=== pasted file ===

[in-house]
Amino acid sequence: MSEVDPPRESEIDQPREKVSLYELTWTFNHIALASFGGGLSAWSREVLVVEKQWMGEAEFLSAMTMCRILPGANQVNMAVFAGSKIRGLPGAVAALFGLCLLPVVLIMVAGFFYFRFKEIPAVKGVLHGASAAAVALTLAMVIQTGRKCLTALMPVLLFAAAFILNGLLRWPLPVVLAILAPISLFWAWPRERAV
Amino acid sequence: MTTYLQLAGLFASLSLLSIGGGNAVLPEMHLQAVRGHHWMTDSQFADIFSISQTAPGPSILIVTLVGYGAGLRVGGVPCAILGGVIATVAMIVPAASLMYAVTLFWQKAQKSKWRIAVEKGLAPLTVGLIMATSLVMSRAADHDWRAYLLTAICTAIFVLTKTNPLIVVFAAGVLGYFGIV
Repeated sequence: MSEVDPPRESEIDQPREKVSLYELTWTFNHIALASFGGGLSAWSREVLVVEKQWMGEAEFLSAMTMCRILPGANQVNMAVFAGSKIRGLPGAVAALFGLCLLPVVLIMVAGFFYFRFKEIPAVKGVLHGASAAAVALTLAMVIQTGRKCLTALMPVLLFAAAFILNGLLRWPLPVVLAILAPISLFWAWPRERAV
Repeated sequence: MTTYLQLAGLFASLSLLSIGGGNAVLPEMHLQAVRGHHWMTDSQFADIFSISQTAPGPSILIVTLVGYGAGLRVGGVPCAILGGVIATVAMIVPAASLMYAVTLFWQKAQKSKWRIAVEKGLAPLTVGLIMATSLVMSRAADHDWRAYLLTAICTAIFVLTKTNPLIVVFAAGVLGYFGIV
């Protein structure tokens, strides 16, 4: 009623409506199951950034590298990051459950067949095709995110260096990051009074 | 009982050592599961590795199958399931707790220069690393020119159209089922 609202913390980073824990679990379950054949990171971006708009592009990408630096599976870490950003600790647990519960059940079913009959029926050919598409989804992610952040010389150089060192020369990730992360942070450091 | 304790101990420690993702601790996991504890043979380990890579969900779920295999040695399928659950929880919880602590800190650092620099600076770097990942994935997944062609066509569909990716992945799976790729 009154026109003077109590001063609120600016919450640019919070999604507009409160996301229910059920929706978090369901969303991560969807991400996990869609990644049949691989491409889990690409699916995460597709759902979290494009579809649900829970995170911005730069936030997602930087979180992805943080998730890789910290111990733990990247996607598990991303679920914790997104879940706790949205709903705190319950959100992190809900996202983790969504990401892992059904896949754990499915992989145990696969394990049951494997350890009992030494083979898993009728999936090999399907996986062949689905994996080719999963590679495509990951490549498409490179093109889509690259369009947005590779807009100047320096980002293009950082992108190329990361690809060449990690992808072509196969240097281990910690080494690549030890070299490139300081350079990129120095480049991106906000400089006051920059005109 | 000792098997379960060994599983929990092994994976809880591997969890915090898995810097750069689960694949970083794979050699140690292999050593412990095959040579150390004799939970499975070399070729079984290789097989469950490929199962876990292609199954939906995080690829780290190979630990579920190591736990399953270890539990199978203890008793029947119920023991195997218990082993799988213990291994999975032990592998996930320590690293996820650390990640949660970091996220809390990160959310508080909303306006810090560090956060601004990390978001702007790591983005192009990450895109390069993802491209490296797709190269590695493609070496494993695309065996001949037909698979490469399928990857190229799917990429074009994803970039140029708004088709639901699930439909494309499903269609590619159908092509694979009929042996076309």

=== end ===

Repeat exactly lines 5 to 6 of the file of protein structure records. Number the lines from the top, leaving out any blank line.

Repeated sequence: MTTYLQLAGLFASLSLLSIGGGNAVLPEMHLQAVRGHHWMTDSQFADIFSISQTAPGPSILIVTLVGYGAGLRVGGVPCAILGGVIATVAMIVPAASLMYAVTLFWQKAQKSKWRIAVEKGLAPLTVGLIMATSLVMSRAADHDWRAYLLTAICTAIFVLTKTNPLIVVFAAGVLGYFGIV
């Protein structure tokens, strides 16, 4: 009623409506199951950034590298990051459950067949095709995110260096990051009074 | 009982050592599961590795199958399931707790220069690393020119159209089922 609202913390980073824990679990379950054949990171971006708009592009990408630096599976870490950003600790647990519960059940079913009959029926050919598409989804992610952040010389150089060192020369990730992360942070450091 | 304790101990420690993702601790996991504890043979380990890579969900779920295999040695399928659950929880919880602590800190650092620099600076770097990942994935997944062609066509569909990716992945799976790729 009154026109003077109590001063609120600016919450640019919070999604507009409160996301229910059920929706978090369901969303991560969807991400996990869609990644049949691989491409889990690409699916995460597709759902979290494009579809649900829970995170911005730069936030997602930087979180992805943080998730890789910290111990733990990247996607598990991303679920914790997104879940706790949205709903705190319950959100992190809900996202983790969504990401892992059904896949754990499915992989145990696969394990049951494997350890009992030494083979898993009728999936090999399907996986062949689905994996080719999963590679495509990951490549498409490179093109889509690259369009947005590779807009100047320096980002293009950082992108190329990361690809060449990690992808072509196969240097281990910690080494690549030890070299490139300081350079990129120095480049991106906000400089006051920059005109 | 000792098997379960060994599983929990092994994976809880591997969890915090898995810097750069689960694949970083794979050699140690292999050593412990095959040579150390004799939970499975070399070729079984290789097989469950490929199962876990292609199954939906995080690829780290190979630990579920190591736990399953270890539990199978203890008793029947119920023991195997218990082993799988213990291994999975032990592998996930320590690293996820650390990640949660970091996220809390990160959310508080909303306006810090560090956060601004990390978001702007790591983005192009990450895109390069993802491209490296797709190269590695493609070496494993695309065996001949037909698979490469399928990857190229799917990429074009994803970039140029708004088709639901699930439909494309499903269609590619159908092509694979009929042996076309």